By Jim Selman | Bio
I listened to both President Obama and Ex-Vice President Cheney deliver their remarks on National Security. The President’s speech gave me goosebumps and Mr. Cheney’s gave me pause to consider the other view. It seems to me there were three basic issues and points of disagreement. The first has to do with what philosophy/approach is appropriate to maintain ‘National Security’. The second is whether ‘enhanced interrogation’ is torture and was it or should it ever be justified. The third is whether ‘American Values’ are a source of power and strength or are they potentially a source of real or perceived weakness.
I believe these two men were both eloquent and sincere in their positions. They were both ‘taking a stand’ for what they believe in and, in this case, those beliefs are radically different. Whichever view one embraces, there is a lot at stake in terms of who we consider ourselves to be, who we are for others and, of course, our day-to-day security. This is an example where two people and their constituents are on opposite sides of an issue. In many regards, this could be viewed as another grand example of conflict and divisiveness—as polarized as Northern and Southern Ireland, Islam and Judaism, ‘Rightists’ and ‘Leftists’, Uppers and Downers. The issue is that when people become polarized, there is no common ground from which to build a common future—no amount of information and analysis can dictate a decision. Both cases are compelling. And if you accept their underlying assumptions, you will come to more or less the same conclusions.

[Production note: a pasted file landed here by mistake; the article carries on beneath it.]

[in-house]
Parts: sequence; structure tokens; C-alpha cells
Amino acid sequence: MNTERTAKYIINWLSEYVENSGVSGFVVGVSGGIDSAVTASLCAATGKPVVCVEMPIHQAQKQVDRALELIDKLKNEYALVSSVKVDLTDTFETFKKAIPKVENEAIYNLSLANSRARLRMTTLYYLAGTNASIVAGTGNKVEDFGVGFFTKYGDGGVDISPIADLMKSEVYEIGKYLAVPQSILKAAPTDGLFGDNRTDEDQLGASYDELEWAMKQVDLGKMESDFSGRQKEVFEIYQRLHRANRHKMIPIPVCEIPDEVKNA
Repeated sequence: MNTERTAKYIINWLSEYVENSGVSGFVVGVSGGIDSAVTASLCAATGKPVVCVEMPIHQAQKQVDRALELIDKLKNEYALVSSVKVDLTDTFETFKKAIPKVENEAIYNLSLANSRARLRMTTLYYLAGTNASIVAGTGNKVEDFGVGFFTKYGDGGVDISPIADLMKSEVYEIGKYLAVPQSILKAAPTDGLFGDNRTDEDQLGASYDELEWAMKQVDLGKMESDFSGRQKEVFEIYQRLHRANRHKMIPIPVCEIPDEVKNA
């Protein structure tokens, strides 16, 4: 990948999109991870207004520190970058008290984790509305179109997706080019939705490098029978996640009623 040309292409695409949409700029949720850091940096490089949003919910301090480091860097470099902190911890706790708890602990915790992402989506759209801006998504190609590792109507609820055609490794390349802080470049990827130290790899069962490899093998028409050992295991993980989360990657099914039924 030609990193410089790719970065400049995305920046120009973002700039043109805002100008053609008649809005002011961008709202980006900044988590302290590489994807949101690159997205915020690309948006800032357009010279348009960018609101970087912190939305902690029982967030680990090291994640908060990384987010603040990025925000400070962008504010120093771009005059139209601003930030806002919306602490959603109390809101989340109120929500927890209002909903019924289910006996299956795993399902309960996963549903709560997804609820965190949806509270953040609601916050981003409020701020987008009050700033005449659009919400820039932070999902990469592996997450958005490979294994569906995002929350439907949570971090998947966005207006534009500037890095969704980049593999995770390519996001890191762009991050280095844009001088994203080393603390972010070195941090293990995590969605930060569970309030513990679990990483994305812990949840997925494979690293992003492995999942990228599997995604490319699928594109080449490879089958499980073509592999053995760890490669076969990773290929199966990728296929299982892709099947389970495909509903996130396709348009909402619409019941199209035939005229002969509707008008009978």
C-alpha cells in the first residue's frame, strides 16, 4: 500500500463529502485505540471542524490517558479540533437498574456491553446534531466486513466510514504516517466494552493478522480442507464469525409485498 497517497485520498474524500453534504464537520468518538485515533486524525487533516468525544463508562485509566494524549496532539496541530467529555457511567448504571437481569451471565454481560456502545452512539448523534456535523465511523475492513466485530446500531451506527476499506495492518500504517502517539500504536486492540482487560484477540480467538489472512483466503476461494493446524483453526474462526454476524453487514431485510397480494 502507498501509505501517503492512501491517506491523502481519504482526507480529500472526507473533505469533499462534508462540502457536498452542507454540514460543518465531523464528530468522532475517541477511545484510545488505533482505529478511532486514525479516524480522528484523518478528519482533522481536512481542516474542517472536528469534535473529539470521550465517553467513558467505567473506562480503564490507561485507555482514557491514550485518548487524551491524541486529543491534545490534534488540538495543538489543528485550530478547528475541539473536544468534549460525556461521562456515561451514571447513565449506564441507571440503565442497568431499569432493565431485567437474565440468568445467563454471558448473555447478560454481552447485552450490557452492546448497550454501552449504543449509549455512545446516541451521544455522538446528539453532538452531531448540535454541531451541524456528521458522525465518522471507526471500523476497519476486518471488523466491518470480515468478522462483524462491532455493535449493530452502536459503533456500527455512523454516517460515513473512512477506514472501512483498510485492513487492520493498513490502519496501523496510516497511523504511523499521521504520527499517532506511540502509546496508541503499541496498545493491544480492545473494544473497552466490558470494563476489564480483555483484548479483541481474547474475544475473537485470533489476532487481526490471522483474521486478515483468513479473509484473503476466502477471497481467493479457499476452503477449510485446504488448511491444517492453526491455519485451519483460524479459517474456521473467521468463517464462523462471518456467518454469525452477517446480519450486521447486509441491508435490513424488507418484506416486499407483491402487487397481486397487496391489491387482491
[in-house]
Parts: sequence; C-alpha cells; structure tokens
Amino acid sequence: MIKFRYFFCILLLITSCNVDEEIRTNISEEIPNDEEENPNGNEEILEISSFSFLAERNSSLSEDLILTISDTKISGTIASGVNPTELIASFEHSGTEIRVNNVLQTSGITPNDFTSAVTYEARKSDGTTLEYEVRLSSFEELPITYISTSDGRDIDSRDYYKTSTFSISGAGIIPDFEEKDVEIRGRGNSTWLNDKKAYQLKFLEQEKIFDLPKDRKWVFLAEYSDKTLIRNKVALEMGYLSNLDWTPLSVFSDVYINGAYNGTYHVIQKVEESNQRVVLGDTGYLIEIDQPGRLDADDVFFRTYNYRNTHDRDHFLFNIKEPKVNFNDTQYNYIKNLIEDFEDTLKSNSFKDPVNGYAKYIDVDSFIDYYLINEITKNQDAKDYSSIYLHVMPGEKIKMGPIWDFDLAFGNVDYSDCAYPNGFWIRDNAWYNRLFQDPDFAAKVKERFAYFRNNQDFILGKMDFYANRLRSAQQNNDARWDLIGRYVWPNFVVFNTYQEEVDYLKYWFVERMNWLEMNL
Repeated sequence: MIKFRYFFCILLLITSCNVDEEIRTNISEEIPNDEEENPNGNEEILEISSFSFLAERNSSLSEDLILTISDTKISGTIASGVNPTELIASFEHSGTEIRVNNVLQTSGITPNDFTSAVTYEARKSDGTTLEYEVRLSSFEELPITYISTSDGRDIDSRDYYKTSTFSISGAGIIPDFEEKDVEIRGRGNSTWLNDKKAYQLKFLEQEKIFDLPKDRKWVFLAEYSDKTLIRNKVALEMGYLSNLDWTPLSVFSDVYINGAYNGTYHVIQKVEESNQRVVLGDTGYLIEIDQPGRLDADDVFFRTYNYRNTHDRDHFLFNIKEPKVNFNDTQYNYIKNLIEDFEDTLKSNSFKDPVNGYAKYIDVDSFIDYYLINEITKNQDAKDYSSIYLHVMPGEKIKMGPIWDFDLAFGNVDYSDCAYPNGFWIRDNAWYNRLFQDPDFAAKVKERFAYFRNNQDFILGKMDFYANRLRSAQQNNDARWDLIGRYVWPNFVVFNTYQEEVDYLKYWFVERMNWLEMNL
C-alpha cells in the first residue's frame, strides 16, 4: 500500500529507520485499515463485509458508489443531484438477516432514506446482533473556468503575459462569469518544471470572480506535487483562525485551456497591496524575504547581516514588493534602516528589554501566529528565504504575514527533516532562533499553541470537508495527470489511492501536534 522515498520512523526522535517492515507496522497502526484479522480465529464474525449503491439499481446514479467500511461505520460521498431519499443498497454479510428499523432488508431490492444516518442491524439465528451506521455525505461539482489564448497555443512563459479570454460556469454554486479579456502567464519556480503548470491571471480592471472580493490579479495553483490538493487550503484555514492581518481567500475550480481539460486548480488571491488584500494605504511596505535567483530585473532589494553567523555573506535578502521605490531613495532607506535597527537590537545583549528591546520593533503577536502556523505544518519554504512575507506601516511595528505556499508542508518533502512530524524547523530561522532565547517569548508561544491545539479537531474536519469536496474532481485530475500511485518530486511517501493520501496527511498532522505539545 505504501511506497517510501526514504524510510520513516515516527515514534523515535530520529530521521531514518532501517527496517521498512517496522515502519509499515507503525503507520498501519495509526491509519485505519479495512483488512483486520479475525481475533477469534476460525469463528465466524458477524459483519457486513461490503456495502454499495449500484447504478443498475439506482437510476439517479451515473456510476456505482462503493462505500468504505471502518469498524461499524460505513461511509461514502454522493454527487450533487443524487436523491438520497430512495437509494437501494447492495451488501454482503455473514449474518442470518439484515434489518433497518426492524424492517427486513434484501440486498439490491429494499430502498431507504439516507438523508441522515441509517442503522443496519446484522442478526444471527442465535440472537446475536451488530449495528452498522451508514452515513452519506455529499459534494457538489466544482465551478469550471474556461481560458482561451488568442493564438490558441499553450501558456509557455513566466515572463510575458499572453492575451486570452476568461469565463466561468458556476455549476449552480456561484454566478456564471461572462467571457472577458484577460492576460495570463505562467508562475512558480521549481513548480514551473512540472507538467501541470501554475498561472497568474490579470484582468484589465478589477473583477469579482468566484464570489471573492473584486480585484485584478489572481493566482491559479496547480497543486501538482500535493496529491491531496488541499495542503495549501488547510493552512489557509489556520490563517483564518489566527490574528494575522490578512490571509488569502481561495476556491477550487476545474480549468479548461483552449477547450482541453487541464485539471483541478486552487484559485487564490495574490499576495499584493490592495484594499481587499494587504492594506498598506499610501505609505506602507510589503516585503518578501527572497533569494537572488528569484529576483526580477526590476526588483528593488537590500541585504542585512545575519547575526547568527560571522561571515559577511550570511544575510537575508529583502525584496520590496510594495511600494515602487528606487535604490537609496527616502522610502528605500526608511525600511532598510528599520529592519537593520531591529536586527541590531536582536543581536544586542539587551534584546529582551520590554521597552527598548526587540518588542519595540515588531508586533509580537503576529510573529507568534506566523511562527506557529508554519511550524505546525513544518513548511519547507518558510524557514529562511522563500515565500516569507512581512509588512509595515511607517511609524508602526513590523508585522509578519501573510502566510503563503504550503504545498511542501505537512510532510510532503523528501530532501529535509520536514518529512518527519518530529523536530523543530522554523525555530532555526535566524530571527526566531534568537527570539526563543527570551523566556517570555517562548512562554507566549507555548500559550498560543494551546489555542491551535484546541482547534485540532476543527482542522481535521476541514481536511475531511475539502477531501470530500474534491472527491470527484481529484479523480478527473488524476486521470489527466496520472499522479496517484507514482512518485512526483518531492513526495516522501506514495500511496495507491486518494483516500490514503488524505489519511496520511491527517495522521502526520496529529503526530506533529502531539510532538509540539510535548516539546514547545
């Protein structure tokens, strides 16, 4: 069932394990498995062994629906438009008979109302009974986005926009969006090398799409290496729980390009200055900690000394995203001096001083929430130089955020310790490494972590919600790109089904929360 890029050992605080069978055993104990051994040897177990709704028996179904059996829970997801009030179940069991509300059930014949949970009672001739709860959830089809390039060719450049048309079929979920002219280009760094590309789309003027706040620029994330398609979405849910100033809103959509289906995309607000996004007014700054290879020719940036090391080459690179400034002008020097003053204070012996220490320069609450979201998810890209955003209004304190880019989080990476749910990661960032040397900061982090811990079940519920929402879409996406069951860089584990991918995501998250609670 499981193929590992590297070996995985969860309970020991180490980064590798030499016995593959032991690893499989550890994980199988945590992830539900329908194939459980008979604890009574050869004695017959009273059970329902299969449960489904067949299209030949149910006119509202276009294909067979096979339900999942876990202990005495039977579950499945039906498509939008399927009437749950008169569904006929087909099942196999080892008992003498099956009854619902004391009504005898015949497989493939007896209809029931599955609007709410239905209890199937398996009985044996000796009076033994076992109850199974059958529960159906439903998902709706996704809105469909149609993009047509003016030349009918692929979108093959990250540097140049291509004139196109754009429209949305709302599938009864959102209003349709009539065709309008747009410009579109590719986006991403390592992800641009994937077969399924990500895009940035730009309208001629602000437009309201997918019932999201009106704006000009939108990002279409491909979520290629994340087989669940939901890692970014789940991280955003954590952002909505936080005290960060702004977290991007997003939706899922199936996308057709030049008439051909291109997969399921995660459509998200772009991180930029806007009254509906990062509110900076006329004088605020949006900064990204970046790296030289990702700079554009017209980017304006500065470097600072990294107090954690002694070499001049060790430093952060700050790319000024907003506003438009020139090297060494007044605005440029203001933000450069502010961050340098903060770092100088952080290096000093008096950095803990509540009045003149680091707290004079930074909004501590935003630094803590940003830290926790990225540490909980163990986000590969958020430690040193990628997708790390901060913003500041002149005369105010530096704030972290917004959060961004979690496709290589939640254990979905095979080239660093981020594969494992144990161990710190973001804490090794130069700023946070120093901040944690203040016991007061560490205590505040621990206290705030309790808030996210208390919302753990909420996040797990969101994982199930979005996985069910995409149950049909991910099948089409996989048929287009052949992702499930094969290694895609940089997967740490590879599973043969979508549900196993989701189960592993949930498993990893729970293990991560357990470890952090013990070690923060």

The problem with absolute divides is that people are seeing and relating to different worlds. CNN characterized the two perspectives presented by President Obama and Vice President Cheney in these speeches as being from ‘different universes’. One of the things I’ve come to appreciate is that when conflict exists at the level of core beliefs or ‘paradigms’, the question is no longer which one is right or wrong. The question is which worldview can include the other.
In the case of this week’s debate, President Obama said that ends do not justify the means if the means go against the core principles and values that define who we are. Vice President Cheney’s position suggested that unless we do whatever we need to do to prevail in the face of an enemy committed to our absolute destruction, we may not have a nation to defend (in other words, the ends do justify the means). Leaving short-term political games aside, how can we make this choice?
In my view, the point goes to Obama for the simple reason that if we remain true to who we are, then even in defeat we have the capacity to create a vision of freedom and prosperity and rebuild what has been destroyed. If we lose the core of who we are in the interest of survival, we will at best be hollow mannequins of who we used to be. As our father’s taught us in WWII, there are some things worth dying for.